A new powerful and low-cost technique has been devised for converting agricultural waste and used cooking oil into biodiesel, and even converting food waste and plastic to recycled products.

An international team of researchers, led by Australia's RMIT University, devised a new kind of an ultra-efficient catalyst that can extract low-carbon biodiesel, as well as other complex molecules, from a variety of impure raw materials.

This new catalyst is so reliable that it can draw biodiesel from low-grade sources such as feedstock, over half of which is nothing more than contaminants. Its efficiency can double the productivity of existing manufacturing processes that take old tires, microplastics, and even food scraps. These scraps are then turned into valuable chemical precursors used in various products such as packaging, fertilizers, and even medicines.

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The design of the catalyst, as well as the conversion process, is detailed in the journal Nature Catalysis.


A Microscopic Sponge

To create the ultra-efficient catalyst, researchers fabricated a ceramic sponge on the micron scale. The catalyst, more than 100 times thinner than a single strand of human hair, is also highly porous and is embedded with different active components.

During operation, molecules from the raw materials enter the sponge through the first layer - with larger pores - and undergo a chemical reaction. The products of this first layer then enter smaller pores and are subjected to the second chemical reaction. This marks the first multi-functional catalyst that introduces a series of chemical reactions, in sequence, inside a single particle, promising change in the $34 billion global market for waste catalysts.

"Catalysts have previously been developed that can perform multiple simultaneous reactions, but these approaches offer little control over the chemistry and tend to be inefficient and unpredictable," said Professor Karen Wilson, co-lead in the study from RMIT University. She added that their approach was "bio-inspired," looking into nature's own catalysts, allowing the microscopic sponge to conduct several chemical reactions "in a set sequence."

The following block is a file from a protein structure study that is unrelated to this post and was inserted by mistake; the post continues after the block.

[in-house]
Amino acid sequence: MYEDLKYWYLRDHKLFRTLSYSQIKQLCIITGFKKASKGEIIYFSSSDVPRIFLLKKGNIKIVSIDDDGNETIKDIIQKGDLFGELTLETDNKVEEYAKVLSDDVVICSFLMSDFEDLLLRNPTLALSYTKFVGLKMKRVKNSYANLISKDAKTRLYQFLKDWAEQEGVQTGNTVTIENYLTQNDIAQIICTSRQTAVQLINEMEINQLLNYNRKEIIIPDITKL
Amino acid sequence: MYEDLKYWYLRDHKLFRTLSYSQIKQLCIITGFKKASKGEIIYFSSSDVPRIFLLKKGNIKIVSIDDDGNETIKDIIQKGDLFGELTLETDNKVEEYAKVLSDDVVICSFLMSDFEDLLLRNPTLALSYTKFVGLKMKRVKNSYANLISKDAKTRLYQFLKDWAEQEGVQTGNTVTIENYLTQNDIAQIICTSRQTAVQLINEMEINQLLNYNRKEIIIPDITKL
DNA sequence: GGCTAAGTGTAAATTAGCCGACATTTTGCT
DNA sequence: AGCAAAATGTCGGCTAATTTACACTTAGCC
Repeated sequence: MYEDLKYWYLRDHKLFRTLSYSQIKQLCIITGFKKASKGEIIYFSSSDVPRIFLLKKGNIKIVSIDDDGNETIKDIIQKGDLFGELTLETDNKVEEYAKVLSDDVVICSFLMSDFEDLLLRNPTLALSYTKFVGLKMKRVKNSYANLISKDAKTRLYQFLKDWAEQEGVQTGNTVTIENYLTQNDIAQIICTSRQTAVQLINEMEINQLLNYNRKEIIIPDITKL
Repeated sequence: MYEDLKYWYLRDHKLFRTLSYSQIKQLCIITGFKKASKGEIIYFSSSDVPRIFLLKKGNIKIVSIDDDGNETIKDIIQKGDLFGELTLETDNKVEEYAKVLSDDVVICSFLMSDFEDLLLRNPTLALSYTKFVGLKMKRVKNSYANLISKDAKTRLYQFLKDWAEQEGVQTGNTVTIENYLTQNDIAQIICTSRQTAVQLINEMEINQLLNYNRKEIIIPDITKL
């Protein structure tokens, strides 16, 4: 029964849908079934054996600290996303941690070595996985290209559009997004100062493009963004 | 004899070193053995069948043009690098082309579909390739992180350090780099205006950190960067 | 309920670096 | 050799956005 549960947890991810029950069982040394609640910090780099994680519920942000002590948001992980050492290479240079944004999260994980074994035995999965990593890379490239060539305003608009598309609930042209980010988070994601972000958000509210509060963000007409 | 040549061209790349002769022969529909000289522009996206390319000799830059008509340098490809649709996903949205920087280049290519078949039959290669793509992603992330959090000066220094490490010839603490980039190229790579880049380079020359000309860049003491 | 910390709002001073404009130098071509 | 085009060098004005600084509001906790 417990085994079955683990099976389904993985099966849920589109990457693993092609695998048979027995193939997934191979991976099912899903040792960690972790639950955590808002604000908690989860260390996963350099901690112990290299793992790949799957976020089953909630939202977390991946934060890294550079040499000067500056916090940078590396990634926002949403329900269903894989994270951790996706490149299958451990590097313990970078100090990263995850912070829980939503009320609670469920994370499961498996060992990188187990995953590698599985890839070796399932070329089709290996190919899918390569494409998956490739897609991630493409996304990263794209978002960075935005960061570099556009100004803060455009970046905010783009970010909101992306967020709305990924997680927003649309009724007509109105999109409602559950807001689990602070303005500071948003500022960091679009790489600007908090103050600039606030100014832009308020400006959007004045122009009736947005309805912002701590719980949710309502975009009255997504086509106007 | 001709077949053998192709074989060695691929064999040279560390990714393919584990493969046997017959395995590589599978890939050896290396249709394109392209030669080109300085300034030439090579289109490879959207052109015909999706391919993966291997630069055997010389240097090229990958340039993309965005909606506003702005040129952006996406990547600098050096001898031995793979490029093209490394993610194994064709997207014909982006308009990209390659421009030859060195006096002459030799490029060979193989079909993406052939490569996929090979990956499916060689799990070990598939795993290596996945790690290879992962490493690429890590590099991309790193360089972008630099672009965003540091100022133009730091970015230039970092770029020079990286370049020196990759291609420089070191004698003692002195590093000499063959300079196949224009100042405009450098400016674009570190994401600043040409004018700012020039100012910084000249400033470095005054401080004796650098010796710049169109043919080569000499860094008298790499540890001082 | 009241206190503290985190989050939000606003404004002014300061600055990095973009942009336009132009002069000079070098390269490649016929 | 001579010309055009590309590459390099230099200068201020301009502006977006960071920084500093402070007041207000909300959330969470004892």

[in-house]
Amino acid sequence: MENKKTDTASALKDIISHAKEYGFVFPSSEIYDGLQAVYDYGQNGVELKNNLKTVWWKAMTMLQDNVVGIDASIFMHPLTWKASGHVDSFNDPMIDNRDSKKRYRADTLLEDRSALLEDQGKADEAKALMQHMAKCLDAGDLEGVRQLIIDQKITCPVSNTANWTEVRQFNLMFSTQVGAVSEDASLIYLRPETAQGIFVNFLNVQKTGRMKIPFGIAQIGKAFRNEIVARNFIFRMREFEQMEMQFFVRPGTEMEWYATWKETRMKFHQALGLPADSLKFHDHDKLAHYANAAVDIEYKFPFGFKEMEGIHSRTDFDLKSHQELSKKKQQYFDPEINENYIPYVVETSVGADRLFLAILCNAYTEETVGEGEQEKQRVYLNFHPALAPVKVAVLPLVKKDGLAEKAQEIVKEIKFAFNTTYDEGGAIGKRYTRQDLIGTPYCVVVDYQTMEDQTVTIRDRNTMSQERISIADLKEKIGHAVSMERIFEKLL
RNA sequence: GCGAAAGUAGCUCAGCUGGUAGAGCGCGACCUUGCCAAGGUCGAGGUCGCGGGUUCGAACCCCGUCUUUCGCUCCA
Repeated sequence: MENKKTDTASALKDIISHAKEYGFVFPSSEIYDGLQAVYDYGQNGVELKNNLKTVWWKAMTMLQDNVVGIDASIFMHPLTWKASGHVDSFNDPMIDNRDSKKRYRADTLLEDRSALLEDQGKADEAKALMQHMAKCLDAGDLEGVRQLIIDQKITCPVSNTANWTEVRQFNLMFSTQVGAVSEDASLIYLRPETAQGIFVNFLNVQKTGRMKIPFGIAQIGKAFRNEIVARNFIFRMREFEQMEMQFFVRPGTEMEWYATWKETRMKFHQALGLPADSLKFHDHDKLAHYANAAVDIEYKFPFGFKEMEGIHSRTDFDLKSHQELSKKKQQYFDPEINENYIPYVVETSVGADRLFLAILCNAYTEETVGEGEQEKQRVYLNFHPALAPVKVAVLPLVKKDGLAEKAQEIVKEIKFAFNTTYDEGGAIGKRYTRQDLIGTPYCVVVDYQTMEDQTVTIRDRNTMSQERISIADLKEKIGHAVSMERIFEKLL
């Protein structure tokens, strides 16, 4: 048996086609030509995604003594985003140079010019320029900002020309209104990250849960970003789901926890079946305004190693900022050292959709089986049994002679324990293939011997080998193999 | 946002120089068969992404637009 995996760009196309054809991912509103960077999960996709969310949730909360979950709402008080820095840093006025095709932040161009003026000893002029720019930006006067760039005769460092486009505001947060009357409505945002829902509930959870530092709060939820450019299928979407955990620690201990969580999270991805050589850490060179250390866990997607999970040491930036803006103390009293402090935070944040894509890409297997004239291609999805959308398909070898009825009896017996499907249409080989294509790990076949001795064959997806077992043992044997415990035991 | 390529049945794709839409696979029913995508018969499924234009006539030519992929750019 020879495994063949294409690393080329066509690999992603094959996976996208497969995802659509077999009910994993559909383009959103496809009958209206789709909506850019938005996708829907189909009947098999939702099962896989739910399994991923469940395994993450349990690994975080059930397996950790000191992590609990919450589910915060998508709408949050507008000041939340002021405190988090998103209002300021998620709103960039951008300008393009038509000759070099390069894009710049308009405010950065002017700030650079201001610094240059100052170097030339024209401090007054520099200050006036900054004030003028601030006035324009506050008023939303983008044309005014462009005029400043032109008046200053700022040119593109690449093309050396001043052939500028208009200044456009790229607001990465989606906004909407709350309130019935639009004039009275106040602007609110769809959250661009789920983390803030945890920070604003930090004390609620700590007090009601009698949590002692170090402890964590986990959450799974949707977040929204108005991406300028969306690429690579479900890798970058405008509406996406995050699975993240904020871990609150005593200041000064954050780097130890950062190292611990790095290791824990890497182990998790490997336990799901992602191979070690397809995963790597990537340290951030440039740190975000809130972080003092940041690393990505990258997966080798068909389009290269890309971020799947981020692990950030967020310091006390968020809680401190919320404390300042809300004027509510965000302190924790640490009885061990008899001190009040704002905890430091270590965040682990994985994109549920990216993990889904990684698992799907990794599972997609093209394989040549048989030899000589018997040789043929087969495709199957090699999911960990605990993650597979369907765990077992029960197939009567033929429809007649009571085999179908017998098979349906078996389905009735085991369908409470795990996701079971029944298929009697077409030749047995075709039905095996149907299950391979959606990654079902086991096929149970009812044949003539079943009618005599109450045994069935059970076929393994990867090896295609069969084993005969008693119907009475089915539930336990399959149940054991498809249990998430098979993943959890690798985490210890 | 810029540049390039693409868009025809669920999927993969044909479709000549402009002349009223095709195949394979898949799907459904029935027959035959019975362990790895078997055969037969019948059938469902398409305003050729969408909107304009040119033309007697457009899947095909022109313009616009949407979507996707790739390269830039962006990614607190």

"It's like having a nanoscale production line for chemical reactions-all housed in one, tiny and super-efficient catalyst particle," Wilson added.

Devising A Cheaper Way for Biodiesel Production

Researchers noted that the ultra-efficient catalyst is cheap to manufacture and requires no precious metals that drive its cost. Furthermore, creating low-carbon biodiesel from agricultural waste through the catalyst "requires little more than a large container, some gentle heating and stirring," according to a press release from RMIT.

"This is particularly important in developing countries where diesel is the primary fuel for powering household electricity generators," Wilson noted. The catalyst, promising a low-technology and low-cost method, could boost biofuel production and reduce reliance on conventional diesel sourced from fossil fuel. Wilson further added that their new technology could help solve long standing problems of energy sufficiency and cutting carbon emissions by encouraging farmers to produce their own biodiesel from their own generated agricultural wastes - rice bran, castor seed and cashew nut shells.

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The research team at the RMIT School of Science is now looking to scale up the production of the catalyst material, moving from grams to kilograms. They are also planning to incorporate 3D printing technologies and speed up its commercialization.

"We're also hoping to expand the range of chemical reactions to include light and electrical activation for cutting-edge technologies like artificial photosynthesis and fuel cells," explained Adam Lee, co-lead investigator also from RMIT.

Check out more news and information about biofuels in Science Times.